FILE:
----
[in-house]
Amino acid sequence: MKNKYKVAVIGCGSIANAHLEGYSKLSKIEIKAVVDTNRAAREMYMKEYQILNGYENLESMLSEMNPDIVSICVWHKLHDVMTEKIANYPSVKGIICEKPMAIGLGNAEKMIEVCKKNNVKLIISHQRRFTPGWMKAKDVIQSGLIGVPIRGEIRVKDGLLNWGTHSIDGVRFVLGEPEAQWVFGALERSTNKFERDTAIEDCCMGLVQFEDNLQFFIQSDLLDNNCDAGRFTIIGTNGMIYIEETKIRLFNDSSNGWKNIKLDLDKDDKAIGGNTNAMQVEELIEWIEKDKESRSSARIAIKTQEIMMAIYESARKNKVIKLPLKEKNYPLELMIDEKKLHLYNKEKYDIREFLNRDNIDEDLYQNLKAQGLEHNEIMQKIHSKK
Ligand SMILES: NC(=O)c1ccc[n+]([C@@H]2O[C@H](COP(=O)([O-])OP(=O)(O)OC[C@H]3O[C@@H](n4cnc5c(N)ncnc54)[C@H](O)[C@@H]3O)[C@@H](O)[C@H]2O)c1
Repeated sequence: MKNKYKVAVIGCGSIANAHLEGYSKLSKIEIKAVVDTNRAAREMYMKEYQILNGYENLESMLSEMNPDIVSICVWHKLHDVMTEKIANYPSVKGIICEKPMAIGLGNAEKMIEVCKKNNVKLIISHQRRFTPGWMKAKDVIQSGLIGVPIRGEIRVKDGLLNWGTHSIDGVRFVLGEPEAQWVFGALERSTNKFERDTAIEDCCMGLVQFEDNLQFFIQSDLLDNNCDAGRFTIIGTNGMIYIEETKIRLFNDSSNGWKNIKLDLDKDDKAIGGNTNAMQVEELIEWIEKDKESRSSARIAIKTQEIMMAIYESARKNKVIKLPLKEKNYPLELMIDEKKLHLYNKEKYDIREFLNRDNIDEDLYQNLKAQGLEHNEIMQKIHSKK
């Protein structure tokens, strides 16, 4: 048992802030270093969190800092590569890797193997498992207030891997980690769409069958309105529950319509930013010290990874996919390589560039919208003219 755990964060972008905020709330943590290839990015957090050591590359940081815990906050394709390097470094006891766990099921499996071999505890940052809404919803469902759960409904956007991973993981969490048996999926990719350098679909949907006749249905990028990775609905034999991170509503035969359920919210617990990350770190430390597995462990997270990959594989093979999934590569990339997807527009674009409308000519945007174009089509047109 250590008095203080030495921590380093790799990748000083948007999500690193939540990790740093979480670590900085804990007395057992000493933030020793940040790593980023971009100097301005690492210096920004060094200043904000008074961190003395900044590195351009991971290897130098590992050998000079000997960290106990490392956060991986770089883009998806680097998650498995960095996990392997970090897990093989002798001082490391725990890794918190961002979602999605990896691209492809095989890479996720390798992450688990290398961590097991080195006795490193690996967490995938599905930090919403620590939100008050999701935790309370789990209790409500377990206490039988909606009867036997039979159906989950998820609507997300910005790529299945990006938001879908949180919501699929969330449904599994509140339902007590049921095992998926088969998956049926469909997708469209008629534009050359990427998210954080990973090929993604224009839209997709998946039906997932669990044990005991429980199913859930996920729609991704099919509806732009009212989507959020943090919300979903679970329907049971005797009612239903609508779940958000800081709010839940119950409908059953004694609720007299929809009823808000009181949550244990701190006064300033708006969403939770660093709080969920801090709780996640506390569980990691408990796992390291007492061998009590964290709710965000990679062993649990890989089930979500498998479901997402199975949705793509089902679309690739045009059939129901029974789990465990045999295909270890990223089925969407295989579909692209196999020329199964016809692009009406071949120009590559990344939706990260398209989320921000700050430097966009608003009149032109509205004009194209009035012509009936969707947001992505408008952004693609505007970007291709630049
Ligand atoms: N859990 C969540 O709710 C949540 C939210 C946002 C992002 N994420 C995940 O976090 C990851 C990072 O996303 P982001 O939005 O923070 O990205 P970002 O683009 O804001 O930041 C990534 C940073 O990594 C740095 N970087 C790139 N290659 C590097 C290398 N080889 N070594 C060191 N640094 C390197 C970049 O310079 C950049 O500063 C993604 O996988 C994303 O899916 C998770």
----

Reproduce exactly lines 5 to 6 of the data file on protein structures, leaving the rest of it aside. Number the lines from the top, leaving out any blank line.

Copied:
């Protein structure tokens, strides 16, 4: 048992802030270093969190800092590569890797193997498992207030891997980690769409069958309105529950319509930013010290990874996919390589560039919208003219 755990964060972008905020709330943590290839990015957090050591590359940081815990906050394709390097470094006891766990099921499996071999505890940052809404919803469902759960409904956007991973993981969490048996999926990719350098679909949907006749249905990028990775609905034999991170509503035969359920919210617990990350770190430390597995462990997270990959594989093979999934590569990339997807527009674009409308000519945007174009089509047109 250590008095203080030495921590380093790799990748000083948007999500690193939540990790740093979480670590900085804990007395057992000493933030020793940040790593980023971009100097301005690492210096920004060094200043904000008074961190003395900044590195351009991971290897130098590992050998000079000997960290106990490392956060991986770089883009998806680097998650498995960095996990392997970090897990093989002798001082490391725990890794918190961002979602999605990896691209492809095989890479996720390798992450688990290398961590097991080195006795490193690996967490995938599905930090919403620590939100008050999701935790309370789990209790409500377990206490039988909606009867036997039979159906989950998820609507997300910005790529299945990006938001879908949180919501699929969330449904599994509140339902007590049921095992998926088969998956049926469909997708469209008629534009050359990427998210954080990973090929993604224009839209997709998946039906997932669990044990005991429980199913859930996920729609991704099919509806732009009212989507959020943090919300979903679970329907049971005797009612239903609508779940958000800081709010839940119950409908059953004694609720007299929809009823808000009181949550244990701190006064300033708006969403939770660093709080969920801090709780996640506390569980990691408990796992390291007492061998009590964290709710965000990679062993649990890989089930979500498998479901997402199975949705793509089902679309690739045009059939129901029974789990465990045999295909270890990223089925969407295989579909692209196999020329199964016809692009009406071949120009590559990344939706990260398209989320921000700050430097966009608003009149032109509205004009194209009035012509009936969707947001992505408008952004693609505007970007291709630049
Ligand atoms: N859990 C969540 O709710 C949540 C939210 C946002 C992002 N994420 C995940 O976090 C990851 C990072 O996303 P982001 O939005 O923070 O990205 P970002 O683009 O804001 O930041 C990534 C940073 O990594 C740095 N970087 C790139 N290659 C590097 C290398 N080889 N070594 C060191 N640094 C390197 C970049 O310079 C950049 O500063 C993604 O996988 C994303 O899916 C998770």